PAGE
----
GRAHAM FREUDENBERG. On Gough Whitlam’s 100th birthday, 11 July 2016.Jul 11, 2016
This tribute is being published as a foreword to the book ‘Not just for this life’. Wendy Guest has put together all the tributes paid to Gough Whitlam in the House and the Senate in October 2014. This tribute to Gough Whitlam will be published by the UNSW Press.
Something very special and wonderful happened in Parliament House, Canberra, in the last week of October 2014. It began as a conventional condolence motion for a former Prime Minister – Gough Whitlam, who had died on 21 October, aged 98. It became a celebration of the political life of the nation.
More than seventy members of both Houses, from all sides, were eager to go on the record about this remarkable Australian, and what his career meant to Australia and to parliamentary democracy. Almost all of them, even those, the majority, who had never met him, had a personal story to tell about how Gough Whitlam had touched their own lives, or the lives of their families, friends or electors.
The years fell away, and it was hard to remember that they were talking about a career that had peaked in the 1970s, about a Prime Minister who had been brought down after only three tumultuous years in the most bitter political and constitutional crisis in its history, nearly forty years previously. Gough Whitlam’s presence and personality dominated the proceedings, as he usually did in life, although he had never spoken a word in this Parliament House.
In his autumn years, Gough sometimes pondered whether he would be like King Charles I, remembered chiefly because he lost his head. He need not have worried. His 21st Century peers and heirs recognised how much of the Australian political and social agenda had been shaped decisively in the decade from 1967 to 1975 during which he towered over the Australian Parliament.
It is all there in these tributes – the enduring achievements in education, health and national responsibility for cities and regional centres, the environment and the arts, the foundations of the multicultural society, the status of women, aboriginal land rights, the building of a more equal, more tolerant, more outward-looking, more independent Australia.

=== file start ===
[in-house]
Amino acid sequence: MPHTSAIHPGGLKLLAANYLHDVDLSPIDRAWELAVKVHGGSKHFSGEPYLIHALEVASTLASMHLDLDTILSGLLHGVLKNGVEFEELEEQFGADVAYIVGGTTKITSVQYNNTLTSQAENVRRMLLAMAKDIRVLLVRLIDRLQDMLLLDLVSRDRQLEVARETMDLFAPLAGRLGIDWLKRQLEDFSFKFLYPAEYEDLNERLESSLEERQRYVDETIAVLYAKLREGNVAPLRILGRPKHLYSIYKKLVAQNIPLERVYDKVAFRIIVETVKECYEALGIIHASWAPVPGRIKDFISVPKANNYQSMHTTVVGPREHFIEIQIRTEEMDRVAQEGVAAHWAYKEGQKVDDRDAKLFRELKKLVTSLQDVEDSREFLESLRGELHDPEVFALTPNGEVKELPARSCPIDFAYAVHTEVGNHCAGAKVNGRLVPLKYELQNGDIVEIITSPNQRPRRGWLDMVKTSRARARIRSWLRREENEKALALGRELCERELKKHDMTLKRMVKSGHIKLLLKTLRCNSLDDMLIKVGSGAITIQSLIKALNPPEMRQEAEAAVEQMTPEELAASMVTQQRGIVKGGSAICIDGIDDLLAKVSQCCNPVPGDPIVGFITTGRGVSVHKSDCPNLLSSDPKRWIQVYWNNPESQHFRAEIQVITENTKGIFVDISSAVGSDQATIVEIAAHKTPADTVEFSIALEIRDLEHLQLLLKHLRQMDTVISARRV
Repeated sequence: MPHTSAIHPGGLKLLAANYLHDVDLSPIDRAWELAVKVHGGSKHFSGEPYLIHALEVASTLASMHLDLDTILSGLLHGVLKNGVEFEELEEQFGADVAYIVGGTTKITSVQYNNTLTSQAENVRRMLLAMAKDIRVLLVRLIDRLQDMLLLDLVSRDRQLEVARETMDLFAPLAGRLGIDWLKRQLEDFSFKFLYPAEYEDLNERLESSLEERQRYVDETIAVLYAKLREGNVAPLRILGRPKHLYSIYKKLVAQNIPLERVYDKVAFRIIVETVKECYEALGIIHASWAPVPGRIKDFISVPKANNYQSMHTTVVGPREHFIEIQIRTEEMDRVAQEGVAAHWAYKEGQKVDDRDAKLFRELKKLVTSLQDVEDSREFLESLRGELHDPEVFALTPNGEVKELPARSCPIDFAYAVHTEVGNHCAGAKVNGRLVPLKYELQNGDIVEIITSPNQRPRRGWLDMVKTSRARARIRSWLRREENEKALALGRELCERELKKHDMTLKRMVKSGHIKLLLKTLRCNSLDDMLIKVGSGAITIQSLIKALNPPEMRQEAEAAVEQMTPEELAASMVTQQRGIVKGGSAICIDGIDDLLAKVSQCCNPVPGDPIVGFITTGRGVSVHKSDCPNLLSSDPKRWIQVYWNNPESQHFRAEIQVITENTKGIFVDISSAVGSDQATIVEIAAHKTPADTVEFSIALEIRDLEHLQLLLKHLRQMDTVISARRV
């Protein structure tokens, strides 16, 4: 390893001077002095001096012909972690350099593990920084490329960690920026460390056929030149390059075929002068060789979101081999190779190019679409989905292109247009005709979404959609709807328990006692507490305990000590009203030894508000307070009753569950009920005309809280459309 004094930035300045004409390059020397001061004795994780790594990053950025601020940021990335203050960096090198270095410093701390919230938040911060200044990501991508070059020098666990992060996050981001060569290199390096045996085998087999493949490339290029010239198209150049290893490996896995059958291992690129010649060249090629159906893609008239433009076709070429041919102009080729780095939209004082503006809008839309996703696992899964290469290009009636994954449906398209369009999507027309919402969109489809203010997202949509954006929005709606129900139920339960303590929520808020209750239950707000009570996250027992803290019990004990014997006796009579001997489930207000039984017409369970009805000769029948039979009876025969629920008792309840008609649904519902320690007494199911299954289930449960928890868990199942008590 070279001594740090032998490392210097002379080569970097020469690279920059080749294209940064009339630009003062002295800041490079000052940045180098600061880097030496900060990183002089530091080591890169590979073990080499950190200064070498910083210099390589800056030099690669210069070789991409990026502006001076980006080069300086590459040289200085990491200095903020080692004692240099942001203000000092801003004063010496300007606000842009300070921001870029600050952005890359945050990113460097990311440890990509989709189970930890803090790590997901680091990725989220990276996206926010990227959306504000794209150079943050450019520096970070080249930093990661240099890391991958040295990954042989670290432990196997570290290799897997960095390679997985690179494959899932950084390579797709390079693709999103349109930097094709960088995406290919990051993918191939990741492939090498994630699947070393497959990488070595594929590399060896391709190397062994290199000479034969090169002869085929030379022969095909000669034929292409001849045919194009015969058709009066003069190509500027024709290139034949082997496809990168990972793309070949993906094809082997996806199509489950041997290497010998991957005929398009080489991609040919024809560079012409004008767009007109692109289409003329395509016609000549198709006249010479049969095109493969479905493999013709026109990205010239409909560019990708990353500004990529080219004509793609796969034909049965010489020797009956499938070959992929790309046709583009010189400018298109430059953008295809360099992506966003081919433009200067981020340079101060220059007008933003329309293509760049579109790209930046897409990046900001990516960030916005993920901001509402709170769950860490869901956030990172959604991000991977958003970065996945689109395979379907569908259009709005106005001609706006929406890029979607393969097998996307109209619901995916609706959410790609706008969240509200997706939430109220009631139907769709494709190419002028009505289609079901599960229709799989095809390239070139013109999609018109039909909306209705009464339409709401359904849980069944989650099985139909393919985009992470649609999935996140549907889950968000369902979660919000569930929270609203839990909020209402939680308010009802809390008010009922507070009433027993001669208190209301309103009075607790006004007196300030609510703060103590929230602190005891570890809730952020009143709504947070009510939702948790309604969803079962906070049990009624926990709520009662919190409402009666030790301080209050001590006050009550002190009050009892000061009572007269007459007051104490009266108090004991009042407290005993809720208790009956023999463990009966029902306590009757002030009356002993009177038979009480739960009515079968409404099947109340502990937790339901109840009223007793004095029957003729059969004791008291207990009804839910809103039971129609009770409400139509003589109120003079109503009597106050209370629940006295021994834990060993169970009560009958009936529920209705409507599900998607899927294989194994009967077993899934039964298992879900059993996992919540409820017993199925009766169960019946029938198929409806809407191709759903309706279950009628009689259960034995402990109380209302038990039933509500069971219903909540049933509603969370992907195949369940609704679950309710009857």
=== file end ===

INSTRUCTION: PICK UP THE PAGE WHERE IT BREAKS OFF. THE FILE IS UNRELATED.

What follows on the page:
Of course, the generous bipartisanship of this occasion owed much to the acknowledgement that his manifold failures were as instructive as his successes. These practitioners were very much aware that failure is inevitable in democratic politics. Whitlam himself had once written prophetically on the eve of his great ‘It’s Time’ victory in 1972 that from Macquarie on, Australian politics has been marked ‘by intense effort carried on in the expectation of failure’. This was unusual for Whitlam – the supreme optimist. Being Prime Minister is a dangerous occupation. Except for the first Prime Minister, Barton, Fisher perhaps and Menzies second time round, no Prime Minister has left the office at a time and manner of his or her own choosing; they have all been removed by the electorate, their party, the Parliament itself or death. Whitlam was unique in that he was dismissed by the Governor-General on the threshold of his greatest parliamentary triumph. The Prime Minister who led these proceedings with a fine tribute was himself deposed within a year.
There is a lot of love in these tributes and in Wendy Guest’s splendid compilation of them. Perhaps the strangest aspect of it all is that one of Gough’s outstanding characteristics – his unabashed ego – which in almost anybody else could seem shameless, even monstrous – becomes in these speeches a source of enjoyment, endearment even. That is exactly what he always intended.
It was altogether fitting that this sustained tribute should be made in the Parliament by its members. The House of Representatives was Whitlam’s great stage, his theatre, his forum, his pulpit. All his parliamentary triumphs and defeats took place, of course, in the old Parliament House. The dwindling band of us who worked there until the move up the hill in 1988 tend to dismiss its replacement as sterile, a building without a soul. October 2014 and Wendy Guest’s sensitive record of the event may well mark an overdue change in their collective attitude the beginning of a real affection for the building which plays so central a part in our national life.
It took the celebration of a great Australian life to show that this Parliament too is a place of high eloquence and deep emotion. It may be that this was the occasion when this Parliament House found its soul. That would be the most fitting of all the tributes that could be paid to the greatest parliamentarian of his era.